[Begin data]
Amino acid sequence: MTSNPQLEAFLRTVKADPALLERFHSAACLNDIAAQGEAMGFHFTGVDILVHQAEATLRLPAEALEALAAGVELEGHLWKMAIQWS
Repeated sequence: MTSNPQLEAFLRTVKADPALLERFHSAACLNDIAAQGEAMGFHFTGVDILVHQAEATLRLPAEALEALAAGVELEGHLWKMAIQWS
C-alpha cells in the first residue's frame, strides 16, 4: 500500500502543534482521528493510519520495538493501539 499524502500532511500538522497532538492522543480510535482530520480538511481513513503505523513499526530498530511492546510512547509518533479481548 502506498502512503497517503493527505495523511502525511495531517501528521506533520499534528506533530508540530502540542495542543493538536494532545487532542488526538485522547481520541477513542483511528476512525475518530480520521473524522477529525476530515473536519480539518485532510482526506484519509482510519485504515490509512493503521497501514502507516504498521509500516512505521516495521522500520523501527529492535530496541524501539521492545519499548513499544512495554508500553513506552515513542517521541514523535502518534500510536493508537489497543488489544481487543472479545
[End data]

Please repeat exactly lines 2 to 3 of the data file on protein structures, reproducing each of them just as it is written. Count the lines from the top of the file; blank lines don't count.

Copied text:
Repeated sequence: MTSNPQLEAFLRTVKADPALLERFHSAACLNDIAAQGEAMGFHFTGVDILVHQAEATLRLPAEALEALAAGVELEGHLWKMAIQWS
C-alpha cells in the first residue's frame, strides 16, 4: 500500500502543534482521528493510519520495538493501539 499524502500532511500538522497532538492522543480510535482530520480538511481513513503505523513499526530498530511492546510512547509518533479481548 502506498502512503497517503493527505495523511502525511495531517501528521506533520499534528506533530508540530502540542495542543493538536494532545487532542488526538485522547481520541477513542483511528476512525475518530480520521473524522477529525476530515473536519480539518485532510482526506484519509482510519485504515490509512493503521497501514502507516504498521509500516512505521516495521522500520523501527529492535530496541524501539521492545519499548513499544512495554508500553513506552515513542517521541514523535502518534500510536493508537489497543488489544481487543472479545